The crux of Bettcher’s argument is this: there is a whole moral structure that frames and regulates intimacy that gender presentation stands in for when it’s understood according to a “natural attitude” (Bettcher 2012, 319) that infers genitalia from gender presentation. When we talk about forms of gendered recognition feeling “realer” or less real, my hunch is that the most “real” moments of recognition are those wherein we slip seamlessly into this moral structure. What jars about trans modes of gender presentation that aren’t stealth is that they disrupt the moral order that regulates intimacy (and that, thus, constitutes the public/private divide). This is why trans subjects are so often asked questions that euphemize about genital status: questions about having had “the surgery” or being “really” men or women. Our rebuttal to these questions is that they’re indecent, that they reference intimate matters that shouldn’t be routinely parsed in the public realm, that they’re questions that have no place in a public sphere where moral belonging hinges on genital concealment, in a moral order where the only people who need or get to know the answer are those with whom we’re intimate.
We come to gender as supplicants, all of us. And many of us fail the litmus test of decency because our modes of gender presentation are too vulgar, too louche, or genderfucked in such a way that we disrupt the “natural attitude” because we fail to enact and achieve a certain verisimilitude of normative, White maleness or femaleness. Failing this litmus test means we are repeatedly refused, turned away in moments of our imploring recognition. I’d wager that all trans people carry within them the memory of such refusals, even if they no longer actively shape our everyday engagements. This means that we all recognize gender as a morally loaded laborious process. It is work. And our labor is alienated, insofar as we don’t own what we produce and we rely on someone else to determine its value and worth.
This means that we labor under conditions we don’t choose, conditions that many of us actively want to destroy. But we also understand, intimately, that the concept of autonomy that underwrites romantic myths of the insurrectionary subject can’t hold. Gender recognition is sustained by a web of forces that we don’t control. Because we rely on others for recognition, we understand how selfhood is given through such forms of recognition. Because, when such recognition is withheld, we intimately sense that we are being relegated to the position of the monstrous, simultaneously both more and less than human. Because we exert agency in determining our forms of life and flesh, but that agency is always only one part of a much broader assembly into which our flesh—and its possibilities—are grafted.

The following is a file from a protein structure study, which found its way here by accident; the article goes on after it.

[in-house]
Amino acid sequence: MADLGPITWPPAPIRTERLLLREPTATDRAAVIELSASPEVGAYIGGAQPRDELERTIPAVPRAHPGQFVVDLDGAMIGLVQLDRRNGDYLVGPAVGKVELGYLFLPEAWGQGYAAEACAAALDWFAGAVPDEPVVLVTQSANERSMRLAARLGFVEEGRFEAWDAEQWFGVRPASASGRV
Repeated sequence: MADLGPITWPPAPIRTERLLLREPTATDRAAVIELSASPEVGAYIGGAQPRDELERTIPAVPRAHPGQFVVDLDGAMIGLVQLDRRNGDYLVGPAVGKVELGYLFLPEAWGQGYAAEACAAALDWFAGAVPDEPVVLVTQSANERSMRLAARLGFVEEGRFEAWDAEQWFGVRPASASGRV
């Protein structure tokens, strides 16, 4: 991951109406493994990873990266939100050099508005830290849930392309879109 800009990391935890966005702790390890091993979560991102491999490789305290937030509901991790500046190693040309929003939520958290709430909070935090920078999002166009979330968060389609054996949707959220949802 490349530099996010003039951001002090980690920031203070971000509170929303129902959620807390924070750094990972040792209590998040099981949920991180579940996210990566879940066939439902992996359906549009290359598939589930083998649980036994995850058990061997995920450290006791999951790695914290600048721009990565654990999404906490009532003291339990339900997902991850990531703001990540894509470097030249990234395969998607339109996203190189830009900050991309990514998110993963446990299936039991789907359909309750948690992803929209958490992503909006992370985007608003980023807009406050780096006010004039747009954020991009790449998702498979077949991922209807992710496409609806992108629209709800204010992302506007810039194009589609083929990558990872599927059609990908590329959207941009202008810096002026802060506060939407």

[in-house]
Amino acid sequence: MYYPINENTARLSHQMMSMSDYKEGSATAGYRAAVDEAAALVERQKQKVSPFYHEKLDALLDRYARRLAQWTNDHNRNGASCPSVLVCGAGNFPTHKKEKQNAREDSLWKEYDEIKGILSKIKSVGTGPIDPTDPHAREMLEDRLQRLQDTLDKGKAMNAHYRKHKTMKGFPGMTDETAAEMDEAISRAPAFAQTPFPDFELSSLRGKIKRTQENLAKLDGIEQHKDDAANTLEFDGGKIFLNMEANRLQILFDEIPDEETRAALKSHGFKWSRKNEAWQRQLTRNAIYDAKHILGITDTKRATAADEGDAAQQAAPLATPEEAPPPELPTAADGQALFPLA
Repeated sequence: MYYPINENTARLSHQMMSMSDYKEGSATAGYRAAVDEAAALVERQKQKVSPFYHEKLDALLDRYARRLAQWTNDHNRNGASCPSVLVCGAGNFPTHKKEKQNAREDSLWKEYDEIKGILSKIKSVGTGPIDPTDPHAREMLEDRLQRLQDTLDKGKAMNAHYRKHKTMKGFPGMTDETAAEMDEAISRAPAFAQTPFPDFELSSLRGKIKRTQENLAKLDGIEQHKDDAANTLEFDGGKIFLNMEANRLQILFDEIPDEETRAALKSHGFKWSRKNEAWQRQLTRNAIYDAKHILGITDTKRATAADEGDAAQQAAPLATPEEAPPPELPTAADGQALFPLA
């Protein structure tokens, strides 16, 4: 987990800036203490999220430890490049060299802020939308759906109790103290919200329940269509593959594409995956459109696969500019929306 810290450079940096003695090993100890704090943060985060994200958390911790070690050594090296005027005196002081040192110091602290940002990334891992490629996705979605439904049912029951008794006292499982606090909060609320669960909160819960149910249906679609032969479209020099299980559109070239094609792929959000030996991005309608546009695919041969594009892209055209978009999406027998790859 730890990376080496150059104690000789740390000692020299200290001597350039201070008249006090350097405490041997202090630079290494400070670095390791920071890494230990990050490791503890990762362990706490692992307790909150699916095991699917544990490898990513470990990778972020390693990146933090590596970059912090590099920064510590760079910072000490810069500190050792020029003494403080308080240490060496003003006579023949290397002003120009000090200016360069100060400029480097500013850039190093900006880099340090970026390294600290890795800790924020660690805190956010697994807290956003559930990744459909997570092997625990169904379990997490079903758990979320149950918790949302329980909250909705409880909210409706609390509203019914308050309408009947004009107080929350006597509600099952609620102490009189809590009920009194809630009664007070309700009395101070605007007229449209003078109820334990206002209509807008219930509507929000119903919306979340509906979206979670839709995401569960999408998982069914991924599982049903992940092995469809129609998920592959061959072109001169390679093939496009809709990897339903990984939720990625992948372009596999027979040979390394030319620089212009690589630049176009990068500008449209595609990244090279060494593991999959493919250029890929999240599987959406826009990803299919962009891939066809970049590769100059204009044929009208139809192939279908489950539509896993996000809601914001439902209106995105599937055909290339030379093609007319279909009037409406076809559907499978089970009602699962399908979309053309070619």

Trans studies, as a field, has tended to approach the relation between trans experience and assemblage thinking through a focus on how our bodies are naturalcultural entities engaged (in a variety of heteroclite, divergent ways) in projects of biotechnical alteration. Not surprisingly, the emphasis has come to fall on the interface of trans embodiment with the medical-industrial complex, and articulations of trans-embodiment-as-assemblage have focused intensively on this nexus. What gets overlooked in this scholarship—my own on the topic included—are the ways in which everyday acts of interpersonal recognition are the crucible through which such assemblages come into (il)legibility. From Susan Stryker’s “My Words to Victor Frankenstein above the Village of Chamonix” (1992) to Karen Barad’s “TransMaterialities: Trans*/Matter/Realities and Queer Political Imaginings” (2015), trans bodies as particularly Frankensteinian—and thus naturalcultural assemblages par excellence—has dominated, though many of us are quick to point out that what is true of trans bodies is not at all particular to them—indeed, normatively gendered cis people, too, are just as assembled, just as biotechnically mediated, as we are. The deployment of the trans-body-as-assemblage, in its circuitous and widespread reiterations, bears a certain pedagogical and ontological value, as it demonstrates the stitched-together, intra-active constitution of all embodiment. Building upon Stryker’s call for cis folks “to investigate [their] nature” as she has been compelled to (1994, 241), Barad writes that “materiality in its entangled psychic and physical manifestations is always already a patchwork, a suturing of disparate parts” (2015, 393).
So, while trans bodies are routinely theorized as a prompt for cis folks to reconsider the “nature of nature” (Barad 2015, 392) and, by extension, the nature of embodiment, we have not thought very much, or very carefully, about whether and what form of an ethics might spring from such a reconsideration. In other words, it matters deeply both how we care and who cares for these assemblages we are. Wark, Bettcher, and Chu each, in their way, point toward the fact that there is indeed, whether or not we like or desire it, a hierarchy of verisimilitude that continues to reign in the majority of our social interactions. This hierarchy determines, to a large extent, both whether and how we are understood as belonging to collectivities and communities. It plays a significant role in the frequency, intensity, and forms of violence to which we are or are not exposed. It plays out on the most mundane levels and mitigates our possibilities for agency, autonomy, and action—in other words, it informs how and where we may assemble our bodies and selves in interaction. When we show up in public, when we plug our assembled bodies into an assembled public, what’s the ethos?